1. First, make the herb crust. Remove the crusts from the bread and brioche, then tear into pieces. Whiz the bread, brioche, herbs, and cheese together in a blender or food processor for a few seconds until the herbs are minced. Add the butter and whiz to a bright green paste.
  2. Spoon the mixture onto a large sheet of plastic wrap. Use the plastic wrap to wrap the butter and shape it into a large log, about 2 inches in diameter.
  3. Holding both ends of the plastic wrap, roll the log on the counter to even it out. Chill for 1 to 2 hours until firm.
  4. Preheat the oven to 425°F (220°C).
  5. Trim the cod fillets and remove the skin and any pin bones with tweezers.
  6. Season and place, skinned side up, on an oiled baking sheet. Brush the fish with a layer of mustard. Cut thin slices from the herb crust and arrange these on top of the fish. (The remaining herb crust can be frozen for later use.)
  7. Bake for 4 to 6 minutes until the fish is opaque and cooked through.
  8. While the fish is cooking, prepare the sauteed chanterelles. Heat the olive oil and butter in a wide skillet until the butter begins to foam. Toss in the thyme and chanterelles with some seasoning. Cook over high heat for 3 to 4 minutes, tossing occasionally.
  9. Remove from the heat and keep warm.
  10. Place a herb-crusted fish fillet on each serving plate. Divide the sauteed chanterelles among the plates, drizzle with a little olive oil, and serve hot.

Makes 4 servings.

Source: Gordon Ramsay’s maze

What’s for Lunch?

Tempura Shrimp Rice Bowl Set Lunch at a Tenya (天丼てんや) Store in Tokyo, Japan

The price of the Cherry Blossom Set with rice bowl, soba and soup is 1,080 yen (tax included).

How Foods Can Help The Microbes Inside Us Thrive

Jonathan Lambert wrote . . . . . . . . .

Katherine Harmon Courage wants us to think about digestion as a collaborative journey between us and our microbes. In her new book, Cultured: How Ancient Foods Can Feed Our Microbiome, she envisions digestion not as a simple food-in, excrement-out process, but as a series of encounters with varying microbial players that takes place along the winding 30-foot tunnel of our gastrointestinal tract. Along the way, microbes digest the food we can’t, and in return we give them a warm, well-stocked place to live.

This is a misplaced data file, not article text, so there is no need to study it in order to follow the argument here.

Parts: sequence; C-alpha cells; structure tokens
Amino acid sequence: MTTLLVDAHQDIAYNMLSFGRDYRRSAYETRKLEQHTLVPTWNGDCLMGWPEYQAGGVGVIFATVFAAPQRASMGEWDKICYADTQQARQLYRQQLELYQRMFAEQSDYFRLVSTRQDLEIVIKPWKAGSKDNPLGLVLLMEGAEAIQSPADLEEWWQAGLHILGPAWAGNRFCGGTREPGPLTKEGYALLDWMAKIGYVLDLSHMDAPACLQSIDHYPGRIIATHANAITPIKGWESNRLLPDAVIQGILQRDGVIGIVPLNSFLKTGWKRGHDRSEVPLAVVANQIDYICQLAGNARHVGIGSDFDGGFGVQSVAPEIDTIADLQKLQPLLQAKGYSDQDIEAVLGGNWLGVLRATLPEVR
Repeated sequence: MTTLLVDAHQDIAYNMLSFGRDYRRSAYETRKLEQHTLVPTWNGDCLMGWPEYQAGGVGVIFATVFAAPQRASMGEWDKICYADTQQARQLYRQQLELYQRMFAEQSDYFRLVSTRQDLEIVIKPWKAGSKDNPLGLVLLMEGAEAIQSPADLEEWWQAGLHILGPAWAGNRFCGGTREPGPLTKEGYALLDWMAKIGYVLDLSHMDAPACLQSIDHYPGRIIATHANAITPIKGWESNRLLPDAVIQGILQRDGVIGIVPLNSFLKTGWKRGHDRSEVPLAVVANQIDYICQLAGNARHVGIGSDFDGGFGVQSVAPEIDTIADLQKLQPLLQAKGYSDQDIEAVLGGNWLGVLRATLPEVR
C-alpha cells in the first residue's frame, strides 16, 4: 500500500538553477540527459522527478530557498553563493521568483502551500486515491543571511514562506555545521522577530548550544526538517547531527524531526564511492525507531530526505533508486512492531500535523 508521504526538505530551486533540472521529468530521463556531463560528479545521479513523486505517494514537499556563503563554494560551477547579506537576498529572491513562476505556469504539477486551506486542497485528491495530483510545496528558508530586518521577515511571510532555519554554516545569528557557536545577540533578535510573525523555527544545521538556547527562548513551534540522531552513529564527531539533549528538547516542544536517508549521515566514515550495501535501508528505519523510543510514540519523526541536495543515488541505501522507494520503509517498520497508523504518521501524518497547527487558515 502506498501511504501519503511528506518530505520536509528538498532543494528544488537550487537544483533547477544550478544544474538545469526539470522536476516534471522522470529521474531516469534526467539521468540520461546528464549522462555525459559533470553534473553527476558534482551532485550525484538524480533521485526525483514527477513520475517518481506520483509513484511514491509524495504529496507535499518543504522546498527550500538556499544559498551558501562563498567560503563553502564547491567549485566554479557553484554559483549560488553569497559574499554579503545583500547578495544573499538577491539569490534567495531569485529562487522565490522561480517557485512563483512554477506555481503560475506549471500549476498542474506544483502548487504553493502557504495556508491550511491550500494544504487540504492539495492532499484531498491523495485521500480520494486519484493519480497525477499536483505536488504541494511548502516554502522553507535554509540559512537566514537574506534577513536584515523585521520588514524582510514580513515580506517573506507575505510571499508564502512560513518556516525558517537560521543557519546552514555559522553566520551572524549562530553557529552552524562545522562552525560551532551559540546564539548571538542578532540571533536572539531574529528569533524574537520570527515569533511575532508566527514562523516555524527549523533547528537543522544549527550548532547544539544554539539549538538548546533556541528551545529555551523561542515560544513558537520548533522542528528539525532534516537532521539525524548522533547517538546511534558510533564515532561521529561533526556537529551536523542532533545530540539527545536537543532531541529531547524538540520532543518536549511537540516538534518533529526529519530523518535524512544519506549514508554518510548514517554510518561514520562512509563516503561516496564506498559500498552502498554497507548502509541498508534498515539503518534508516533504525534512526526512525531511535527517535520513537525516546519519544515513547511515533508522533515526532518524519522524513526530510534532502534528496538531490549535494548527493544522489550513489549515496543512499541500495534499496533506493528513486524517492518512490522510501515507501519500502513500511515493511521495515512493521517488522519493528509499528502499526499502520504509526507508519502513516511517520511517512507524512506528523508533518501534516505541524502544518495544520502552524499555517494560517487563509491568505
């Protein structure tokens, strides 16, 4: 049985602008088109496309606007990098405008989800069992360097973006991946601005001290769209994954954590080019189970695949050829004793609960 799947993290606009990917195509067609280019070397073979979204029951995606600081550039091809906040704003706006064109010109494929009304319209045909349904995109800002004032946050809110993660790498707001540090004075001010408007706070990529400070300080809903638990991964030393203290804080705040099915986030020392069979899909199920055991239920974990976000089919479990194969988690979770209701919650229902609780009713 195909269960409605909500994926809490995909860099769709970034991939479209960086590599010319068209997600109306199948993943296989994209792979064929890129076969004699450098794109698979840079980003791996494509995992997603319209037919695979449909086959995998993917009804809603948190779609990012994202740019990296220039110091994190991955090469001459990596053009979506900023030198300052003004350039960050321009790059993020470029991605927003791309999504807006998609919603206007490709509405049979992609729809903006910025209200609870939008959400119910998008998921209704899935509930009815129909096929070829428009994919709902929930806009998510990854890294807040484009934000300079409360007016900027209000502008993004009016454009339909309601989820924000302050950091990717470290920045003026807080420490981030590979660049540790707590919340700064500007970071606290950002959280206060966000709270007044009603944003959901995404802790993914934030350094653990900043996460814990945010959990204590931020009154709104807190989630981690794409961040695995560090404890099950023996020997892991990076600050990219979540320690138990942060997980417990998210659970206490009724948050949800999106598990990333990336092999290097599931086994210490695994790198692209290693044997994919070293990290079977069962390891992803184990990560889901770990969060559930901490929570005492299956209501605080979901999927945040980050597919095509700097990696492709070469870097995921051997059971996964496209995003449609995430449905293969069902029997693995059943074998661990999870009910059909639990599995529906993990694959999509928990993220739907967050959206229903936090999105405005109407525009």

But a surge in microbiome research over the past two decades has revealed they do much more than simply digest food. They can mediate weight gain, fight off infection, and even alter our mood. Scientists still have much to learn about the identity of these microbes, which are important, and how the beneficial ones work their magic.

Incomplete understanding hasn’t stopped the burgeoning probiotic industry, which argues that we can improve our gut health by taking a pill stuffed with billions of beneficial strains of bacteria, or eating a probiotic-infused yogurt with breakfast. The thinking goes that we just need to eat the right microbes to construct a healthier gut.

Courage believes this focus on the microbes themselves is myopic. She views the process of digestion as collaborative because the food we put into our bodies affects the kinds of bacteria that live and thrive there. In her book, she explores the science behind how what we feed our microbes affects our health.

She thinks we can learn how to better work together with our microbial partners by looking to the past. From Greenland to Greece, Courage explores the ancient gut-friendly foods that have become integral parts of many food cultures, and offers suggestions on how to diversify the kinds of foods we feed our microbiome.

We spoke with Courage about the science behind pro- and prebiotics, and what she learned exploring fermented staples across the world. The interview has been edited for brevity and clarity.


A lot of the buzz around the microbiome has been about the microbes themselves, and what they do for us. You focus much of your book on what they eat, the ” prebiotics” we feed them. Why?

It may be less interesting to talk about fiber than about all these new species we’re learning about and infusing into foods, but what we feed our microbes is just as important as what microbes are there.

I think that, from our human perspective, it’s helpful to think about microbes in two broad categories. There are microbes that we have in our guts throughout our lives that are adapted for living there, and then there are the microbes we get from food or supplements. Those latter ones just kind of pass through. They can survive the journey, and can certainly provide benefits along the way, but they aren’t long-term residents of the gut, and they’re not going to have the long-term health impacts that more-permanent residents might have.

We’re starting to learn more about how we can create the conditions for those resident microbes to thrive and potentially benefit us, and a large part of that is what we feed them. And much of what we feed them is fiber.

What happens if we don’t feed our microbes?

So then they start to eat us — our lower intestine, which is only a single human cell thick, which helps us absorb as much as we can from our digested food before we expel it. But it also makes it easy for things to escape.